Local JMS implements synchronous, extremely high-performance messaging. However, many messaging applications require messaging to be asynchronous. When a sender sends a message asynchronously, the message is handed off to the JMS provider, and the sender continues on with its work. After the sender passes the message to the JMS provider, the sender does not need to be informed if or when the message has been delivered to its final recipients.

Asynchronous messaging is useful for processes that can be broken down into separate stages, where each stage might take an unknown amount of time. For example, ATG Commerce uses asynchronous messaging to process an order. Each stage in the order (calculating tax, checking inventory, sending orders to shipping houses, sending confirmation email to the user) is a single action that is activated by an incoming message from the previous stage, and ends by sending a message to the next stage in the process. When the user submits an order, a message is sent to the first stage in the process. The user is told that the ordering process has started, but does not know about the completion of the process until a later email is sent.

Another key difference between Local JMS and SQL JMS is message persistence. Local JMS stores no state, so if the system fails, all messages are lost. SQL JMS uses an SQL database for persistence of messages. This ensures that messages are not lost in the event of system failure, and enables support for persistent queues and durable subscriptions, as described in Message Persistence.

To deliver messages, SQL JMS polls the database periodically, checking the appropriate tables to see if any new messages were written. If so, those messages are delivered to the appropriate message receivers and then removed from the database. This all occurs transactionally, so if a failure occurs or the transaction rolls back, the messages are all returned to the database, again guaranteeing that messages do not get lost.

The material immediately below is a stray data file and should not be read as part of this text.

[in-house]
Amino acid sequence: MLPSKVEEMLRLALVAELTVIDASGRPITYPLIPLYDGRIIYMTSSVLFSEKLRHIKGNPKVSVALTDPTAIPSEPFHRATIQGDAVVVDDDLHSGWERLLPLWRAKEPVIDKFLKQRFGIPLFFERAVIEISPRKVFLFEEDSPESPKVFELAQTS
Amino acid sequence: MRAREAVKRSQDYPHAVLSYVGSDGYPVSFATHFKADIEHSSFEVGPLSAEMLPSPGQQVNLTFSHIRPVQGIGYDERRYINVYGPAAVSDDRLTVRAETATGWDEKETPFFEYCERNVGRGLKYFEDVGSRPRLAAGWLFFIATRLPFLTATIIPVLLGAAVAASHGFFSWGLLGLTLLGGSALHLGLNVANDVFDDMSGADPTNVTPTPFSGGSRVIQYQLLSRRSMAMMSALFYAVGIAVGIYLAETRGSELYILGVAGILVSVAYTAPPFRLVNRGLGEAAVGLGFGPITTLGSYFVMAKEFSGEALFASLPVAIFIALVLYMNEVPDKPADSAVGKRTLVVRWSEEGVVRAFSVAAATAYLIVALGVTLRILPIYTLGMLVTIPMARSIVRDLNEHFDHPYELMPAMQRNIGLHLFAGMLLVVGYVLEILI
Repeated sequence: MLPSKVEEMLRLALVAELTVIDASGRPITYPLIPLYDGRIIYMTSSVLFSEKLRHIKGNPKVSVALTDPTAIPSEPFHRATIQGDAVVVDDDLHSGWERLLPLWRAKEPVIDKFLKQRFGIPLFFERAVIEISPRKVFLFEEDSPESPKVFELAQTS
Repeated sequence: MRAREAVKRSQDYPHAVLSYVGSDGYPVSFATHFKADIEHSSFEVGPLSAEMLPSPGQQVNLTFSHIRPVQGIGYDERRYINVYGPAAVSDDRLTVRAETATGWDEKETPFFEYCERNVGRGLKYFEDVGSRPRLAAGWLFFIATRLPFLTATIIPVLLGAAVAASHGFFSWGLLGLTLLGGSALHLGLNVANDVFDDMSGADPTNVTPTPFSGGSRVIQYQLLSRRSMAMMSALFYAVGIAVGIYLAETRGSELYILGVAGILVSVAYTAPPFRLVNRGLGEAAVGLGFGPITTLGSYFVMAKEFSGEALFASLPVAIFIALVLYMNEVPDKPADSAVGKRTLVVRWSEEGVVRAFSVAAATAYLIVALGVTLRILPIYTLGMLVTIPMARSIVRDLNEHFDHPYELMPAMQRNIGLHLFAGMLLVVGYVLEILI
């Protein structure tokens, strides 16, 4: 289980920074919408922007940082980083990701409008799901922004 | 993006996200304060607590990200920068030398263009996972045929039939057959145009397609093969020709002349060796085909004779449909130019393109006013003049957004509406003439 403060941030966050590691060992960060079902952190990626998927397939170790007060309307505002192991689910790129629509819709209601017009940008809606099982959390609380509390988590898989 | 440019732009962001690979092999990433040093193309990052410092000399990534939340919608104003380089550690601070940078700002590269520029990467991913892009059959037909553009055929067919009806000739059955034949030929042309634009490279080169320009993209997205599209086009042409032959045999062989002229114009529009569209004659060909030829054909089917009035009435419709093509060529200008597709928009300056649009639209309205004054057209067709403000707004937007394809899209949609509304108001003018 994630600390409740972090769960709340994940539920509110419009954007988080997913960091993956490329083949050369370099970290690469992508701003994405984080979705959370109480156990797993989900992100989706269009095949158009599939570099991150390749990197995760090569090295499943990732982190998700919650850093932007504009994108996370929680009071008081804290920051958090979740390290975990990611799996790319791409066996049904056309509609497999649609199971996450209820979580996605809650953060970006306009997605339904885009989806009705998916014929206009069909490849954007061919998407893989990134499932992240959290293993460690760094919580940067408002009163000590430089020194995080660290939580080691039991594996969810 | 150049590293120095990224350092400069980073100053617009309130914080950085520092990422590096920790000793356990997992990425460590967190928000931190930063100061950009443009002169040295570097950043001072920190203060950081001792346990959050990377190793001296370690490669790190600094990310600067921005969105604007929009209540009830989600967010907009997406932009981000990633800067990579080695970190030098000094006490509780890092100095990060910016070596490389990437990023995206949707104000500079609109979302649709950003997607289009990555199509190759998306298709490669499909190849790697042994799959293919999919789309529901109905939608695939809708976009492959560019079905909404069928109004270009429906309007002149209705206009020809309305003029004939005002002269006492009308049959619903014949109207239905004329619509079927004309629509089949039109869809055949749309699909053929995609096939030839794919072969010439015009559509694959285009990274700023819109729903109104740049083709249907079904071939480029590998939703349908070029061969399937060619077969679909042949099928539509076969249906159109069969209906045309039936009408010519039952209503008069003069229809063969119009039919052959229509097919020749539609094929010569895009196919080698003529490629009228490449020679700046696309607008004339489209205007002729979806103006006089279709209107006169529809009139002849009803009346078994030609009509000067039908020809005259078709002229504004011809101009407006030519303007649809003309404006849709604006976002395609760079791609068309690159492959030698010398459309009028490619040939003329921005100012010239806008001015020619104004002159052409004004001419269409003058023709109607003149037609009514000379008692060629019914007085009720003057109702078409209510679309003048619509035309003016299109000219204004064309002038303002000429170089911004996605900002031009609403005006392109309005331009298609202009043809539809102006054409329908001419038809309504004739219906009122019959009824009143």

Note: In SQL JMS, the sending of a message and the receiving of a message occur in separate transactions. A sender might send a message in a transaction that later commits successfully. This does not mean that the receiver has successfully received the message. It just means that SQL JMS has successfully delivered the message to its destination. At some point in the future, receipt of the message is placed in another transaction. The message is then removed from the database when that second transaction successfully commits.

SQL JMS uses standard JDBC drivers to communicate with the database. This allows SQL JMS to operate in a distributed environment, where an Oracle ATG Web Commerce server and the database are located on different machines. SQL JMS can also run on multiple Oracle ATG Web Commerce servers at once, all utilizing the same database. This enables multiple Oracle ATG Web Commerce servers to use SQL JMS to communicate with each other. Finally, if the JDBC driver supports the XA protocol, SQL JMS also supports XA, so it can participate in transactions involving multiple resources.

By default, the connection factory for all SQL JMS topic and queue connections (including XA connections) is the Nucleus component /atg/dynamo/messaging/SqlJmsProvider. If you are using SQL JMS with Patch Bay, you can specify a different connection factory when you configure Patch Bay (though there is generally no reason to do so). If you are using SQL JMS without Patch Bay, you cannot specify a different connection factory.

From the developer’s perspective, very little changes when using SQL JMS instead of Local JMS. The message source and receiver components are still coded in essentially the same way whether they are using Local JMS or SQL JMS. The main difference is that the components are configured by pointing them at SQL JMS destinations rather than Local JMS destinations.